As you listen to Jenna Mammina tell her story, you come to feel that she was destined for a life in music. “When I was a baby,” she says, “my mother would sing Nat King Cole songs. Those were my lullabies. And I would wake up almost every night at midnight and coo…my first vocal performances!”
Years later, thousands of miles, and many vocal performances later, that musically inclined baby has grown into a vocalist of great power, imagination, and artistry. Jenna’s first album, Under the Influence, was one of the most widely praised debuts in recent memory, earning a four-star review in Japan’s most prestigious jazz magazine, Swing Journal, and appearing on numerous critics’ lists of the best recordings of 1999. And now comes the eagerly-awaited Meant to Be, a new collection of songs that proves to be a worthy successor to her auspicious premiere.
Like its predecessor, Meant to Be, reflects the breadth and depth of Jenna’s musical tastes and her command of a vast range of styles. The album features an array of songs from the repertoires of Duke Ellington and Fats Waller, Steely Dan and U2, as well as two originals. Choosing material with daring, Jenna makes a convincing case for herself as an artist whose music transcends category.
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Jenna feels that her adventurous artistic sensibility is a reflection of the diverse ethnic, cultural, and creative atmosphere in which she grew up in St. Joseph, Michigan. “I’ve always been surrounded by music, art, and all kinds of people. There was always music around; both my mom and dad as well as my brothers and sister are all musicians. “My mother listened to big band music while she cleaned the house. That’s how I fell in love with Ella Fitzgerald. One of my dad’s best friends was Gene Harris, the great jazz piano player. Growing up in Michigan, our heroes were the musicians who came from the state – all of the Motown artists, of course – and Aretha Franklin, Betty Carter, Abbey Lincoln, and later on, Madonna.”
In addition to the musically rich atmosphere of home life, Jenna’s family experiences included playing nightclub with the kids in their basement, singing in the Catholic church, and traveling to visit her mother’s family in New Mexico, where the healing role of music in Native American communities made a lasting impression on a young Jenna.
Jenna discovered rock’n’roll when she hit her teens “…mostly from 45s that I stole from my brother.” Those early influences were The Beatles, Janis Joplin, Carole King, Jim Croce, James Taylor, and Joni Mitchell. “After that I began to dig some of the more adventurous rock bands that improvised – Yes, Genesis, and especially the Grateful Dead. From there, I “graduated” to jazz – John Coltrane, Miles Davis, and Abdullah Ibrahim.”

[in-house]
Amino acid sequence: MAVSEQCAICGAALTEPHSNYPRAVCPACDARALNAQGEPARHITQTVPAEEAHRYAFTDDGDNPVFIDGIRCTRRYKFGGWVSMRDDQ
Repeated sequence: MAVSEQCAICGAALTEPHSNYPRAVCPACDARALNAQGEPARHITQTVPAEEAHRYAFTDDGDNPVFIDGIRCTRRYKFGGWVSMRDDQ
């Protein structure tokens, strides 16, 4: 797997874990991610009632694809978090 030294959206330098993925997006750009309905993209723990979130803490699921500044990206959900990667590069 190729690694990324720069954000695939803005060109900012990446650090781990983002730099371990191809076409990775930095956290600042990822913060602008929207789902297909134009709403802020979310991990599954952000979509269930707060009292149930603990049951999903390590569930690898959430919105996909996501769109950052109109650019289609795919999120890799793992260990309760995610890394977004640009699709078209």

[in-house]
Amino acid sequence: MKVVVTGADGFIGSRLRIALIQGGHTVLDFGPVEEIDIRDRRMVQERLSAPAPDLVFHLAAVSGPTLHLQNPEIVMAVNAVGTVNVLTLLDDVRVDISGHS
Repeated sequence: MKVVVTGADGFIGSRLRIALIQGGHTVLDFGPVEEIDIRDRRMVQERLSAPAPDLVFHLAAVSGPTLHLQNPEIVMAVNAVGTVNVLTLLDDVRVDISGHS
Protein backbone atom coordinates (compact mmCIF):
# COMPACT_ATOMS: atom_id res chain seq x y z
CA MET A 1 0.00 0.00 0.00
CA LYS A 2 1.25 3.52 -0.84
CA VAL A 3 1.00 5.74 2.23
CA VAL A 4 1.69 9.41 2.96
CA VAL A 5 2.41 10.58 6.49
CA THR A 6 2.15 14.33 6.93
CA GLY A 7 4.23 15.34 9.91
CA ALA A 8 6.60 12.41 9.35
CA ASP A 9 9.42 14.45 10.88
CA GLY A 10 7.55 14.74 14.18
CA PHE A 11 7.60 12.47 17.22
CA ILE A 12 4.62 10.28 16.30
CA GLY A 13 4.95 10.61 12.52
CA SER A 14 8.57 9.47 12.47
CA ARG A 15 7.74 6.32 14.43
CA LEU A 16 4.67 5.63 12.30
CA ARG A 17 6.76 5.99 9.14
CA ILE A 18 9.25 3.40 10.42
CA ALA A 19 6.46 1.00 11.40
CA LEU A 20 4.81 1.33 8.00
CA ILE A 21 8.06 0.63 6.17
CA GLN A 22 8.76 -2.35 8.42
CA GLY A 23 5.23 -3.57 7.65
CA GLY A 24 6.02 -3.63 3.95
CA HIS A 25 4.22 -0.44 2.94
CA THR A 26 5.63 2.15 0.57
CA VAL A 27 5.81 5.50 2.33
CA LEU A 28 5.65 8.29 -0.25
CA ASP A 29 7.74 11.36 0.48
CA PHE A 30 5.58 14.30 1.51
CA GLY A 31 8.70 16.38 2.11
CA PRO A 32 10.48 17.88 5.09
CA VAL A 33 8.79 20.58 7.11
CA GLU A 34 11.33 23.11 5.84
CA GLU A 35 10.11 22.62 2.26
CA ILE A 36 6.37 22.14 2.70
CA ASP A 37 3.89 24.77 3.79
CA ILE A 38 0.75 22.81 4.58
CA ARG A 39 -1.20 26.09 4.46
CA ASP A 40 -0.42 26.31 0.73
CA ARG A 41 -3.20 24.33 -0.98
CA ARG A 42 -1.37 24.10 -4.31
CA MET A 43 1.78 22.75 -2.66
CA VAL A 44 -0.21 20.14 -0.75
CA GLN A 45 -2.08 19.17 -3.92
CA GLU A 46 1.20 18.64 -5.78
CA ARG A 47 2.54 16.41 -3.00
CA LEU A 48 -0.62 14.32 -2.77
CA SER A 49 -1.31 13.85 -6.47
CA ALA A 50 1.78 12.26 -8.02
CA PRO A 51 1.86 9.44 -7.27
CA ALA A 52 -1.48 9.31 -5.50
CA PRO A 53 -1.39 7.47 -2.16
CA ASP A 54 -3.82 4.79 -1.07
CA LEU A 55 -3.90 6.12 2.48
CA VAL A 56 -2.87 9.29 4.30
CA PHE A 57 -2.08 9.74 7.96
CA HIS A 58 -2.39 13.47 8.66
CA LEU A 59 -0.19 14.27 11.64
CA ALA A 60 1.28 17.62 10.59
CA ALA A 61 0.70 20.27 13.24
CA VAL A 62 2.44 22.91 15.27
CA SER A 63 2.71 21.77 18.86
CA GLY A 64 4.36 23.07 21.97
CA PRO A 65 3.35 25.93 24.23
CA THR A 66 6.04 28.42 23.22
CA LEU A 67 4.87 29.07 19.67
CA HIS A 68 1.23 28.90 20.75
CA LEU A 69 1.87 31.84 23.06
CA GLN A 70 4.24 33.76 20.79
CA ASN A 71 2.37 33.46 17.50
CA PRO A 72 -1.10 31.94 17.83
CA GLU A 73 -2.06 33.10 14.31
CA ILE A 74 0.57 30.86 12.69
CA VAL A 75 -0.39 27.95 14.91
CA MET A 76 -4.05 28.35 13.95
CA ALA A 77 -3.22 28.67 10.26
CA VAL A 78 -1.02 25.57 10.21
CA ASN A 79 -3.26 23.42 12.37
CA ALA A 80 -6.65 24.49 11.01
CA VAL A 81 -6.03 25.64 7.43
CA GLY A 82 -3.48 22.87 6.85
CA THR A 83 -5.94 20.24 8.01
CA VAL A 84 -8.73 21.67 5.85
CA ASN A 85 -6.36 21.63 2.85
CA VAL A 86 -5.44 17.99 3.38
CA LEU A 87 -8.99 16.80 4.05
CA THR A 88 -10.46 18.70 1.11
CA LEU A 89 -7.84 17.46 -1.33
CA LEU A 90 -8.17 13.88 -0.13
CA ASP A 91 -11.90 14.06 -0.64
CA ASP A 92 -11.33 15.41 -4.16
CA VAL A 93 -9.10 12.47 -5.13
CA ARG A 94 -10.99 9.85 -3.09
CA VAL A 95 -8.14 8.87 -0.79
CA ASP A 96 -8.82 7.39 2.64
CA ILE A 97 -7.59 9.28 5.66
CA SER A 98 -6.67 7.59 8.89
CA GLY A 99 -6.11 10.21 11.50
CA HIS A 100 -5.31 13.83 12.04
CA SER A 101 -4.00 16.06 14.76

Jenna made a big change in 1986 and moved to the San Francisco Bay Area, with its rich and varied musical heritage. She didn’t take long to fully immerse herself in the jazz scene meeting Bobby McFerrin, Ed Kelly, Eddie Marshall, Peter Apfelbaum, and Tuck Andress. She was also attracted to the burgeoning women’s music community, where she worked with June Millington, Vicki Randle, Chris Williamson, and Barbara Higbie. During that time Jenna began to build an impressive list of recording credits, including session work with Narada Michael Walden, the Spinners, and Ray Obiedo.
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Jenna continued singing in a variety of Bay Area clubs through the 80s and into the 90s, winning new fans and earning raves from critics, including Phillip Elwood, the widely respected jazz writer for the San Francisco Examiner, who wrote that Mammina “…radiates a feeling of ecstasy on stage…loving every minute in the spotlight and treating every song in a most remarkable and personal manner.”
Jenna’s restless artistic spirit is reflected in her constant travels, as she divides her time between San Francisco, New York, and her hometown, St. Joseph, Michigan. She has performed extensively in her home state and throughout the Midwest, including regular gigs at Chicago’s Green Mill, appearances on the Detroit-based syndicated radio program of noted journalist/author, Mitch Albom, and multiple visits to the Michigan WomynÕs Music Festival. In New York, she has appeared at the Knitting Factory, Wetlands, Town Hall, and at the JVC Jazz Festival. On the west coast, she has performed at noted venues such as Yoshi’s, The Fillmore, and the Great American Music Hall, and at the Monterey, Big Sur, San Francisco, and Mount Hood Jazz Festivals.
In the past few years she has performed with members of the popular rock band, Phish, with Sun Ra Arkestra veteran, Michael Ray and the Cosmic Krewe, and has played the same stages as Rosemary Clooney, Roy Hargrove, Joshua Redman, and Christian McBride.
And of course, she continues to play club dates with her own groups, assembling the stellar talents of musicians such as pianist Matt Rollings, reedman Paul McCandless, bassist James Genus, cellist Matt Brubeck, and violinist Darol Anger. Jenna most often teams up with her musical director and guitarist, André Bush. “It’s always a new challenge. The interaction with every musician is always an inspiration to me. It allows me to be who I am as a vocalist and to give my audience the best performance possible.”
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